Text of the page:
Now, he went on, it is trite that the burden to prove a charge against an accused person rest on the prosecution and that this burden does not shift in a criminal trial except as otherwise provided by statute. He noted that the prosecution must proof each of the above elements beyond a reasonable doubt.
‘‘But on the evidence before the court, there is no evidence of official record of such directives and the 3rd accused admitted so in his evidence before the court. This is reinforced by Exhibit G. So there is no evidence upon which I can reach the conclusion that there were proper official directives for the arrest and investigation of Justice Wowo. And because there is no such convincing evidence before this court, the conclusion I reach is that there was no such directives and this I shall as fact. Therefore, the directives issued by the 3rd accused were improper,’’ he ruled.
He noted further that to prove the offence of Giving False Information to a Public Servant under Section 144 (a) of the Criminal Code, the prosecution must establish that (a) the accused person(s) knowingly gave information to a public servant; (b) the accused person(s) knew or had reasons to believe that the information was false; (c) the accused(s) gave the false information with the intention to cause the public servant to do or omit to do anything which would otherwise not have been the case if the true facts were known; and (d) the public servant actually acted or omitted to act as desired.
‘‘So in this case, it must be established that: (a) the Judicial Secretary Mr John Belford is a public servant; (b) the accused person(s) knowingly gave information to Mr John Belford in his capacity as the Judicial Secretary; (c) the accused person(s) knew or had reasons to believe that the information was false; (d) the accused person(s) gave the false information with the intention to cause the judicial Secretary to cause the termination of the appointment of Justice Joseph Wowo as President of The Gambia Court of Appeal, which act he would otherwise not have done if he knew the true facts,’’ he stated.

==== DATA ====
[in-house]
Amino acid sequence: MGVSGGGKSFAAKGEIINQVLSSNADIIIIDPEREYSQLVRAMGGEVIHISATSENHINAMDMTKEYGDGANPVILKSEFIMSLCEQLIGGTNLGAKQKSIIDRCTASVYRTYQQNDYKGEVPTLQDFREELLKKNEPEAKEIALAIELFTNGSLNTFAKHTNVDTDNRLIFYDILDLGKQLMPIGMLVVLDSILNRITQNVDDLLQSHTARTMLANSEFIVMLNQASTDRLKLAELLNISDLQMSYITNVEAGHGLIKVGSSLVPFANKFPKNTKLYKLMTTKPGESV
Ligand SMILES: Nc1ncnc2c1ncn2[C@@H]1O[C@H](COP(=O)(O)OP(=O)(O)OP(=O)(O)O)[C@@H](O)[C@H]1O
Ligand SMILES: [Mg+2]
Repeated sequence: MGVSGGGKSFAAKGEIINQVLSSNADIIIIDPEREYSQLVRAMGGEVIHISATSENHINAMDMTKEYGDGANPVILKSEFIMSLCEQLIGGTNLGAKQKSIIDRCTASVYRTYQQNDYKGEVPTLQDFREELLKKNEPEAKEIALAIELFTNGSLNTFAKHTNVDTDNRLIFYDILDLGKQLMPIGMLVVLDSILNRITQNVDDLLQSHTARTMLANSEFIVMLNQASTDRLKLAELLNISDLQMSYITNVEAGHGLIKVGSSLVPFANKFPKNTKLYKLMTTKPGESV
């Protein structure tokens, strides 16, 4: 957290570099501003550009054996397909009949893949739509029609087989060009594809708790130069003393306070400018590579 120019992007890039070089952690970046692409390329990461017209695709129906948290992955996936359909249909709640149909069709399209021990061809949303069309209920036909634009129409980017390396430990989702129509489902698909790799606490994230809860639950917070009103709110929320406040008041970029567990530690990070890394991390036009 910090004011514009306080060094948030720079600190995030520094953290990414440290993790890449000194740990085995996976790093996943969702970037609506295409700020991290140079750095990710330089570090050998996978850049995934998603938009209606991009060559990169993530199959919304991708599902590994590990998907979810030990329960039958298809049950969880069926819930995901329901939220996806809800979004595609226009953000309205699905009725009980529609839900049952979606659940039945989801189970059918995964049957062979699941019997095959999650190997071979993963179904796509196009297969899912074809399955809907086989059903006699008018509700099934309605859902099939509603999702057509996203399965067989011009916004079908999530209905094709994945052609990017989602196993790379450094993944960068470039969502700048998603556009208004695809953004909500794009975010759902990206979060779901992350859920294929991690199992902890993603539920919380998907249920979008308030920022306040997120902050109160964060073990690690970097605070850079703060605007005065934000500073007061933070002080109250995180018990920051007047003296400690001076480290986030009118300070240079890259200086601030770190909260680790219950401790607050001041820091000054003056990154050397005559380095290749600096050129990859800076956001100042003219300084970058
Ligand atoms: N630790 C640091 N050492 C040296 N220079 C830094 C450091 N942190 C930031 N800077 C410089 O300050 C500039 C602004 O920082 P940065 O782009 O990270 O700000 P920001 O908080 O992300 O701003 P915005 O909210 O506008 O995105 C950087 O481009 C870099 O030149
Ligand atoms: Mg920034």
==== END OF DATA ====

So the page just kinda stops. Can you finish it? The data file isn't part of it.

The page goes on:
In passing his sentence, Justice Nkea said he had carefully listened to the very touching plea for leniency moved by the respective counsel on behalf of the convicts. ‘‘I have carefully considered the circumstances surrounding this case. I have considered such factors as offence seriousness, the public interest and the mitigating circumstances of this case. I agree that the punishment must be commensurate with the offences with which the accused persons have been convicted,’’ he said.
According to Justice Nkea, he had considered the clean past of no previous conviction of the convicts as well as their ages as additional mitigating factors. ‘‘I have considered that all the convicts are important bread winners for their respective families and agree that a long custodial sentence would inflict further hardship on the respective families. These are compelling extenuating circumstances, which I will hold in favour of the convicts. These are very strong reasons why I should temper justice with mercy, and I shall do so as far as I can,’’ he said further.
The convicts, he added, have been found guilty under sections 90 and 370(g) of the Criminal Code which imposes a statutory maximum punishment of three years each but he have noted with concern the seriousness of these infractions to the rule of law.
‘‘I have considered the fact that all the convicts were senior civil servants, each, in his own right. The society looked up to them for direction on the law. The institutions of State relied on them for legal and professional advice. The convicts all had the onerous duty to uphold the law at all times. They faltered in this respects. It is these special circumstances that have tied my hands.
‘‘I will therefore exercise my sentencing discretion judiciously. And in doing so, I find it fit to sentence each of the accused persons to 2 years imprisonment on each count. These sentences must however run concurrently,’’ Justice Nkea stated.
Mitigation was done on behalf of the convict by their respective counsel.